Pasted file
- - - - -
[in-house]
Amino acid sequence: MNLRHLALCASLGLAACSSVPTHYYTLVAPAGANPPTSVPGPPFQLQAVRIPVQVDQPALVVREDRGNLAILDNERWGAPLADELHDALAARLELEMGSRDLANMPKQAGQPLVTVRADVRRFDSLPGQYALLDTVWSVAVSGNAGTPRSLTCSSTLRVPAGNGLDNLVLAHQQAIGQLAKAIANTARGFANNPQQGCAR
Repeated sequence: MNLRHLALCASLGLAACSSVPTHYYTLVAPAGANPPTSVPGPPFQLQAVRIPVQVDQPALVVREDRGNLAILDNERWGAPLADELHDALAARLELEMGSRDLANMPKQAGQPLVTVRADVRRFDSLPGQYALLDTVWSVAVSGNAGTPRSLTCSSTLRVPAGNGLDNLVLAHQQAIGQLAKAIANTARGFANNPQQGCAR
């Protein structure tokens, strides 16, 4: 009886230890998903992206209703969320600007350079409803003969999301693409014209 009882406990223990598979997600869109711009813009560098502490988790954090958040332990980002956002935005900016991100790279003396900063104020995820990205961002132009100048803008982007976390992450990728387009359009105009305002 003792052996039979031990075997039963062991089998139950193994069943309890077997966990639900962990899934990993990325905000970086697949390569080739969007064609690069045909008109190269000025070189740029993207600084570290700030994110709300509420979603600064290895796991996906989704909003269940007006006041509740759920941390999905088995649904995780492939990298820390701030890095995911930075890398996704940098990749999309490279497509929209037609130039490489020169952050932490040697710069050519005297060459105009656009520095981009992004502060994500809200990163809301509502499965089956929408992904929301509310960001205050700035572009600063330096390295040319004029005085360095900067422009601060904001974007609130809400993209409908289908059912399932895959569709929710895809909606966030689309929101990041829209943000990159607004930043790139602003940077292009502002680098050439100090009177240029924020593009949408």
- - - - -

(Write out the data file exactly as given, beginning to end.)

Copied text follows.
[in-house]
Amino acid sequence: MNLRHLALCASLGLAACSSVPTHYYTLVAPAGANPPTSVPGPPFQLQAVRIPVQVDQPALVVREDRGNLAILDNERWGAPLADELHDALAARLELEMGSRDLANMPKQAGQPLVTVRADVRRFDSLPGQYALLDTVWSVAVSGNAGTPRSLTCSSTLRVPAGNGLDNLVLAHQQAIGQLAKAIANTARGFANNPQQGCAR
Repeated sequence: MNLRHLALCASLGLAACSSVPTHYYTLVAPAGANPPTSVPGPPFQLQAVRIPVQVDQPALVVREDRGNLAILDNERWGAPLADELHDALAARLELEMGSRDLANMPKQAGQPLVTVRADVRRFDSLPGQYALLDTVWSVAVSGNAGTPRSLTCSSTLRVPAGNGLDNLVLAHQQAIGQLAKAIANTARGFANNPQQGCAR
């Protein structure tokens, strides 16, 4: 009886230890998903992206209703969320600007350079409803003969999301693409014209 009882406990223990598979997600869109711009813009560098502490988790954090958040332990980002956002935005900016991100790279003396900063104020995820990205961002132009100048803008982007976390992450990728387009359009105009305002 003792052996039979031990075997039963062991089998139950193994069943309890077997966990639900962990899934990993990325905000970086697949390569080739969007064609690069045909008109190269000025070189740029993207600084570290700030994110709300509420979603600064290895796991996906989704909003269940007006006041509740759920941390999905088995649904995780492939990298820390701030890095995911930075890398996704940098990749999309490279497509929209037609130039490489020169952050932490040697710069050519005297060459105009656009520095981009992004502060994500809200990163809301509502499965089956929408992904929301509310960001205050700035572009600063330096390295040319004029005085360095900067422009601060904001974007609130809400993209409908289908059912399932895959569709929710895809909606966030689309929101990041829209943000990159607004930043790139602003940077292009502002680098050439100090009177240029924020593009949408």